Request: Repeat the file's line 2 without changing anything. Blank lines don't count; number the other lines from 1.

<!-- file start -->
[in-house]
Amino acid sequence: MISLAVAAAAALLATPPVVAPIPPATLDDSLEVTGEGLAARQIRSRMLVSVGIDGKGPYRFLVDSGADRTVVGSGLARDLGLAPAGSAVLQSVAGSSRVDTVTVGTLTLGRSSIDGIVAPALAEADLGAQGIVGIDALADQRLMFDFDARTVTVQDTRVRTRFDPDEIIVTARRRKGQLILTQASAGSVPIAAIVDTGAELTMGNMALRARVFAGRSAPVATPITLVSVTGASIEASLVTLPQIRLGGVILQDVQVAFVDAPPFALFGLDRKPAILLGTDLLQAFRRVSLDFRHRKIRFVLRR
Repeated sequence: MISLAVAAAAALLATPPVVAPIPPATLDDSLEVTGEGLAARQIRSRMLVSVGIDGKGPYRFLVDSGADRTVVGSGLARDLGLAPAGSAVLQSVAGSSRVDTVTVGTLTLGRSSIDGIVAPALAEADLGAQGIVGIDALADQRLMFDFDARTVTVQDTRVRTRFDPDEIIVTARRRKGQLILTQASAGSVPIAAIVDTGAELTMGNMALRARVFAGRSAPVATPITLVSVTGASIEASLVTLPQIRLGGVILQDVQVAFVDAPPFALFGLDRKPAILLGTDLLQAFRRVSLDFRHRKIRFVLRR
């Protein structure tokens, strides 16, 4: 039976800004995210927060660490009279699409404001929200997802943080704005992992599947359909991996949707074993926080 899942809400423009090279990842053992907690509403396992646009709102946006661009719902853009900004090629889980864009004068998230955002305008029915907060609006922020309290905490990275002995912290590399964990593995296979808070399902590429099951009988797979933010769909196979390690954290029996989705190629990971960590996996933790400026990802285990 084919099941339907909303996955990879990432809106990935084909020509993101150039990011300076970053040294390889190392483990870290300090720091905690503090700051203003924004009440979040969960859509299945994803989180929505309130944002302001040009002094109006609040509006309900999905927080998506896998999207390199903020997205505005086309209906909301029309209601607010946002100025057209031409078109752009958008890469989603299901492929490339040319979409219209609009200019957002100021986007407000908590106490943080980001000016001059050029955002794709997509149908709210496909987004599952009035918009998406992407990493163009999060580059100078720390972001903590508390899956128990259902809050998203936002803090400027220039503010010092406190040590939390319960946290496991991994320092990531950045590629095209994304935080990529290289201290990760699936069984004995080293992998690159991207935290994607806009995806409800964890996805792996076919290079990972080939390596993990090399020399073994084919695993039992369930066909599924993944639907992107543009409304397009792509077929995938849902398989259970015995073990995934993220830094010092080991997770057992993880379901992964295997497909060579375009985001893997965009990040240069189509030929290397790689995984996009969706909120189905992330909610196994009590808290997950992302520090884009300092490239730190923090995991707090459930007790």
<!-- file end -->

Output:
Amino acid sequence: MISLAVAAAAALLATPPVVAPIPPATLDDSLEVTGEGLAARQIRSRMLVSVGIDGKGPYRFLVDSGADRTVVGSGLARDLGLAPAGSAVLQSVAGSSRVDTVTVGTLTLGRSSIDGIVAPALAEADLGAQGIVGIDALADQRLMFDFDARTVTVQDTRVRTRFDPDEIIVTARRRKGQLILTQASAGSVPIAAIVDTGAELTMGNMALRARVFAGRSAPVATPITLVSVTGASIEASLVTLPQIRLGGVILQDVQVAFVDAPPFALFGLDRKPAILLGTDLLQAFRRVSLDFRHRKIRFVLRR